If you’re going through a divorce, it’s important to be aware of common financial mistakes made by spouses. Being aware of these issues can help you protect your financial health during and after your breakup.
Rushing through the process
Divorcees want their soon-to-be ex out, especially if there’s abuse. In a rushed divorce, assets may be unfairly divided for the vulnerable spouse. In an attempt to end a relationship, one party may persuade the other to accept less than they deserve.
When you marry, assets are intermingled. Get help locating and valuing them.
Refusing to participate in mediation or arbitration
Arbitration or mediation can replace litigation in court. Each spouse retains control over the outcome, rather than a judge. Attorneys should protect spouses’ interests.
Not sharing your retirement assets fairly.
Couples can own retirement accounts (but not jointly), but their assets can differ significantly. QDROs let couples split retirement plan assets fairly without early withdrawal penalties for either party.
One prominent example is a marriage where one partner has 401(k)s while the other raises the kids full-time. Without jobs, spouses can only use spousal IRAs to save for retirement. The working spouse has more retirement assets because of lower contribution limits in IRAs.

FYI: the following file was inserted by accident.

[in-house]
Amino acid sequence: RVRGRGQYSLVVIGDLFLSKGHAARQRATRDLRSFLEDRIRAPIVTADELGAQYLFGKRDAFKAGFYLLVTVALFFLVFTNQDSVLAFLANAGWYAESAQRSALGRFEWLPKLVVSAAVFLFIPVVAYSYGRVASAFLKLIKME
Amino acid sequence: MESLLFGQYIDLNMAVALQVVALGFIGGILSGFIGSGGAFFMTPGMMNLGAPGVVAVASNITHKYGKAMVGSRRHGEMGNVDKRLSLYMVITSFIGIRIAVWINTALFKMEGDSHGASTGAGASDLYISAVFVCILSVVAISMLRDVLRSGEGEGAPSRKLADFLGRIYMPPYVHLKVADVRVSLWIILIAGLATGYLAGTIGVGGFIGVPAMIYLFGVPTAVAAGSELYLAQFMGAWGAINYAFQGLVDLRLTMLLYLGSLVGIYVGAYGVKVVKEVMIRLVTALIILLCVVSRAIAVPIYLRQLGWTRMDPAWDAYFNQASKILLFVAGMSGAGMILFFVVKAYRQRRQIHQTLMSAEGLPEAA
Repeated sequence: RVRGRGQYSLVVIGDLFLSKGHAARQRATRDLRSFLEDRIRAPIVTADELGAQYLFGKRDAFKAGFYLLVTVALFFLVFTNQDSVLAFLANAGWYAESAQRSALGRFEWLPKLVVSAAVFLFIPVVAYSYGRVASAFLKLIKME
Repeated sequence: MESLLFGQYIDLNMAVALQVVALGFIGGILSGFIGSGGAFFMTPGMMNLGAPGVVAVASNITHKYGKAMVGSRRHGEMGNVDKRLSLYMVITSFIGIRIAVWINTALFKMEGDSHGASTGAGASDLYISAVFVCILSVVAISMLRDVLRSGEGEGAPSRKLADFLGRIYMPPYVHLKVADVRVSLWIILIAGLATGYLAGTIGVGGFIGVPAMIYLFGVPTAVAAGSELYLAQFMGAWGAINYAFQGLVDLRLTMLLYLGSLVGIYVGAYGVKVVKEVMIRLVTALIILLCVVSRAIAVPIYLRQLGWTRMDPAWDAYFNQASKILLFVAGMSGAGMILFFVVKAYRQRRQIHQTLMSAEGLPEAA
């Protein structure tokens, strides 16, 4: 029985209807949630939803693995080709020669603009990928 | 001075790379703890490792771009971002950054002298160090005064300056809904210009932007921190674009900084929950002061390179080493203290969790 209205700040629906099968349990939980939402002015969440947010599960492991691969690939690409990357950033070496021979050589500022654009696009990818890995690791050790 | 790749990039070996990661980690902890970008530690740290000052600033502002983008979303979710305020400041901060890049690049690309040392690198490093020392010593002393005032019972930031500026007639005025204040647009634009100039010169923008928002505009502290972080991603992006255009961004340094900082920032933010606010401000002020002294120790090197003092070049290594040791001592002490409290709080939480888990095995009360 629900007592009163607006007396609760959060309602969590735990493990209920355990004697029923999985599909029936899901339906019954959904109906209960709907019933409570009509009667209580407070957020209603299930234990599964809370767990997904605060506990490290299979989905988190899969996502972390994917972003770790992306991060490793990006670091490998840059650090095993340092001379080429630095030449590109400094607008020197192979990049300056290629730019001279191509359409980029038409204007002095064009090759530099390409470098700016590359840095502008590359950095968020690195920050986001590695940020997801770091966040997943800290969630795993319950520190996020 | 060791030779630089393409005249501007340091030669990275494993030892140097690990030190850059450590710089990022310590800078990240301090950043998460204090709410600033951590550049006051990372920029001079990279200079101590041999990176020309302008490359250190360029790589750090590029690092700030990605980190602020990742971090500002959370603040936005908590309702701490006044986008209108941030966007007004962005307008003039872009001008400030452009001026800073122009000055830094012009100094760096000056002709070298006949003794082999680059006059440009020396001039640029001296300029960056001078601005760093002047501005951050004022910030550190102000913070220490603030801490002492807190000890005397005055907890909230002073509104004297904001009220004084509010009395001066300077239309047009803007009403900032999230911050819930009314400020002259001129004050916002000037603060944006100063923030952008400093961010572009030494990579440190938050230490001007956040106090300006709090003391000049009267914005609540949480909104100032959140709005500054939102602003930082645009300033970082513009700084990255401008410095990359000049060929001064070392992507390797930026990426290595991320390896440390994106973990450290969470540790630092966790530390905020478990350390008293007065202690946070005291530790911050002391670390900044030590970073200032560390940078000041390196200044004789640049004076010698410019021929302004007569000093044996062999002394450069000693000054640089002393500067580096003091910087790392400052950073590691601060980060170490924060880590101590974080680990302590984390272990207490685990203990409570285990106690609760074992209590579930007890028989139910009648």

Having no long-term plans for child support.
Divorcing couples should provide financial and emotional support to their children until adulthood. Child support depends on income, time with each parent, and age.
Don’t use daily expenses to calculate child support. Include future education, medical, and extracurricular expenses.
All parents should contribute, even if they’re divorced. One parent claims the child tax credit every year. Shared custody and advance child tax credits should be addressed.
This is what you need to know about top financial mistakes in a divorce settlement. As you go through your divorce, control your feelings about your spouse so assets can be divided fairly.